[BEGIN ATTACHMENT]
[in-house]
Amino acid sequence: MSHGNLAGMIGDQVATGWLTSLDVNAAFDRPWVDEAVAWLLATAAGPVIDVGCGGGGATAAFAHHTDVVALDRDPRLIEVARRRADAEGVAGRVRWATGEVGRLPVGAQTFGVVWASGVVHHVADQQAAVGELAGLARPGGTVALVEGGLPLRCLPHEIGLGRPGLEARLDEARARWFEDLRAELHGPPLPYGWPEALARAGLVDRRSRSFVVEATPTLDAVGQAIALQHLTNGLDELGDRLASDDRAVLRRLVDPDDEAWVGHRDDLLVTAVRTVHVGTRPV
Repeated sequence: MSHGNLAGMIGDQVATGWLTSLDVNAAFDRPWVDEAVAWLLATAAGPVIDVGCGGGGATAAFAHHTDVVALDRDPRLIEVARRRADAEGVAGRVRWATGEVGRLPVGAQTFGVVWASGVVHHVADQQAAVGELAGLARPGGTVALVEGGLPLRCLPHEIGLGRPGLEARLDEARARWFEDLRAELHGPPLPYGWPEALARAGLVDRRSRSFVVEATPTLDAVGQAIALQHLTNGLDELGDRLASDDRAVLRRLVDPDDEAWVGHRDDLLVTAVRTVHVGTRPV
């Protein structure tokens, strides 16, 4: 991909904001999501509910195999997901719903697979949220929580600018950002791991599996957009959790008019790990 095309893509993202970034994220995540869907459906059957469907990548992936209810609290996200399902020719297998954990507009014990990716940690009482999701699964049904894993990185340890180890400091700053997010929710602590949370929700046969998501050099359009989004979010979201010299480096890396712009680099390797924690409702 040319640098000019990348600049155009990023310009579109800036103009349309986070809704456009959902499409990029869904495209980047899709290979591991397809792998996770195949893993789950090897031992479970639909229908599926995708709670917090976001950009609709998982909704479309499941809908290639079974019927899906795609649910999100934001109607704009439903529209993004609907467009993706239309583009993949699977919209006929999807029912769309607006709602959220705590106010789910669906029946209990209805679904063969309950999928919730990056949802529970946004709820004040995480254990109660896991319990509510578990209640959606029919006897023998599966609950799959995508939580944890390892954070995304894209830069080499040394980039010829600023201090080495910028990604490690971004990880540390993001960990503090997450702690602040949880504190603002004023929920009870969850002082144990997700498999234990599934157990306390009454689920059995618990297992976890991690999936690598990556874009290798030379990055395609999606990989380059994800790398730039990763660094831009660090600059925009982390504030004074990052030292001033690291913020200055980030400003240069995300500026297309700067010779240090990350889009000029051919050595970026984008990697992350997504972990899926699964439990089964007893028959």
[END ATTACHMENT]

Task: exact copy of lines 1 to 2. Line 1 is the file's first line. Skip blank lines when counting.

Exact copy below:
[in-house]
Amino acid sequence: MSHGNLAGMIGDQVATGWLTSLDVNAAFDRPWVDEAVAWLLATAAGPVIDVGCGGGGATAAFAHHTDVVALDRDPRLIEVARRRADAEGVAGRVRWATGEVGRLPVGAQTFGVVWASGVVHHVADQQAAVGELAGLARPGGTVALVEGGLPLRCLPHEIGLGRPGLEARLDEARARWFEDLRAELHGPPLPYGWPEALARAGLVDRRSRSFVVEATPTLDAVGQAIALQHLTNGLDELGDRLASDDRAVLRRLVDPDDEAWVGHRDDLLVTAVRTVHVGTRPV